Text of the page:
Closing from November until March, the 17-strong greenkeeping team at Kingsbarns has a busy winter ahead. As course and facilities manager Innes Knight explains, it makes quite a change from looking after over 100 guests a day.
How does the closed season differ from the playing season at Kingsbarns?
“During the summer, we are mainly carrying out routine, low-disruptive maintenance. There’s a lot to do, but we are very sensitive not to disturb the playing surface. There are daily chores that have to be done, but ultimately you’re polishing. During the winter closure, we’re able to be more aggressive with the surfaces and it also allows us to tackle major renovation projects. You’re changing from looking after over 100 golfers a day to having a free reign to be creative. It’s nice to have both. It keeps it interesting.”
What have you got planned for your closed season?
“We’re going to verti-drain all the fairways and then, weather permitting, topdress all the fairways with Hugh King sand. That’ll help keep the surfaces dry. We’ve also verti-drained all the greens and we’re going to core and sand all of the tees. And then there’s the gorse maintenance, irrigation repairs, 25 bunker revetts, renovation work on the pitching green and driving range and improvements to worn pathways; so that should keep us busy.”
That’s a lot of work. What’s your ultimate objective for the playing surfaces?
“The aim is to dilute any thatch that’s been building up, improve the drainage and level out the surfaces.”
How does the weather affect your plans?
“It’s been very wet so far, so you just don’t want to go anywhere near any construction work. And if it’s frozen solid, that’s another problem. Somewhere in between would be nice. When you have challenging weather, you have to change the maintenance plan because there’ll be certain areas you just can’t go near, so you end up jumping around different jobs. Then, when you get the weather, you can move back into the subbase and you can do all the changes you wanted to do with the diggers. It’s called reactive management.”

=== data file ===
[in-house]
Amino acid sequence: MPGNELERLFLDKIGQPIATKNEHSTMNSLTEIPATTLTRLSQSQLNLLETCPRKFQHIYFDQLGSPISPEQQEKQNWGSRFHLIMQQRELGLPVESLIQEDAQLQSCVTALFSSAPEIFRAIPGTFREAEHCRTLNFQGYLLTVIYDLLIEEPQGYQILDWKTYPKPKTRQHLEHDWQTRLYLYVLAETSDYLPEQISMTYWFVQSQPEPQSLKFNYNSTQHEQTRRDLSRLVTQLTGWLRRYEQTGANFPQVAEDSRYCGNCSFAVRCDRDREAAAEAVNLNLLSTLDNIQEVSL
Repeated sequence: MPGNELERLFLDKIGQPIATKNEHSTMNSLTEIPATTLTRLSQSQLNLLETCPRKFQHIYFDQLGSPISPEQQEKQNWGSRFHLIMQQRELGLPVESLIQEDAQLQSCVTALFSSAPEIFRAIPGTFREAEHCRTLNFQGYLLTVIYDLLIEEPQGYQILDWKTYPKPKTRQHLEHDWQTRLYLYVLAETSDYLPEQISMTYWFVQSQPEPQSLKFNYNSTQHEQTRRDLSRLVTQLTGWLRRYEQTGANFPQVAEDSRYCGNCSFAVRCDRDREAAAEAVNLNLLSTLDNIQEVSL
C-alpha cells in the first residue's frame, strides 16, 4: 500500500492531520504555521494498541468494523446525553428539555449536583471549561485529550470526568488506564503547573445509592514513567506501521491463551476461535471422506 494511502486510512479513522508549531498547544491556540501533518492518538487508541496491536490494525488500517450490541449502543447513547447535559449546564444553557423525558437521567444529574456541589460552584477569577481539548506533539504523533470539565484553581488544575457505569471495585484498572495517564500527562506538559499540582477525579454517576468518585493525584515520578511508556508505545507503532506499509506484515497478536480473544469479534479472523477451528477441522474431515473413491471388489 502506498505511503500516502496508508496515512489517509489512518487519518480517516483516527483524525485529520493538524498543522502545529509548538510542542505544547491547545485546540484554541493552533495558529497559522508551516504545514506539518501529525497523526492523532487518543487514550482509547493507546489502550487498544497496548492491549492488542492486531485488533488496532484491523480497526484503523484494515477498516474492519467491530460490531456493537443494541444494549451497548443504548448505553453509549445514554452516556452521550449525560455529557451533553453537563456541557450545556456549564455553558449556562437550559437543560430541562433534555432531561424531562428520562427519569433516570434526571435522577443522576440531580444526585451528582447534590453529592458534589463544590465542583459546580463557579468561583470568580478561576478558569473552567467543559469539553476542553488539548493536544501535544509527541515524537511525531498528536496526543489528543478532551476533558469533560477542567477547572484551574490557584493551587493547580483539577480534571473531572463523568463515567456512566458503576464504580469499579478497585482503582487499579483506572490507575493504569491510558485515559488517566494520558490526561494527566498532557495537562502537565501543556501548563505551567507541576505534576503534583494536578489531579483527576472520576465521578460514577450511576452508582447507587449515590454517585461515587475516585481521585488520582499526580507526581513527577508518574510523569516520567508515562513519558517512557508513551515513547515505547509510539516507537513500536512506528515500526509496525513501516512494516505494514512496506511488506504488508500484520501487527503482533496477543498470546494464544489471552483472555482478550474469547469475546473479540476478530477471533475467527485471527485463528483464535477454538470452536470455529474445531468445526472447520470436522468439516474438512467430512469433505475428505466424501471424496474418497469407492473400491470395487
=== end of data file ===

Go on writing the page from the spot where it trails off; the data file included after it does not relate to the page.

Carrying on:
How much sand will you use?
“In total, about 300 tonnes across the whole course. For instance, we topdress the greens 10 times during the season and once or twice during the winter depending on what the weather’s doing. We’ve been using Washed Dune sand from Hugh King to do this for 12 years now.”
Why have you kept with Hugh King for so long?
“Consistency – when we receive a load of Washed Dune sand, we know we’re going to get a consistent, stone-free batch every time. If I was to get 20 loads delivered one after the other, I would know the first one and the last one would be exactly the same. We have tried other companies and they’re not as dependable.”
Why is the consistency so important to you?
“You gain confidence when you know a product has been tested and it’s going to be the same quality for all the deliveries you’ll get. That means a lot.”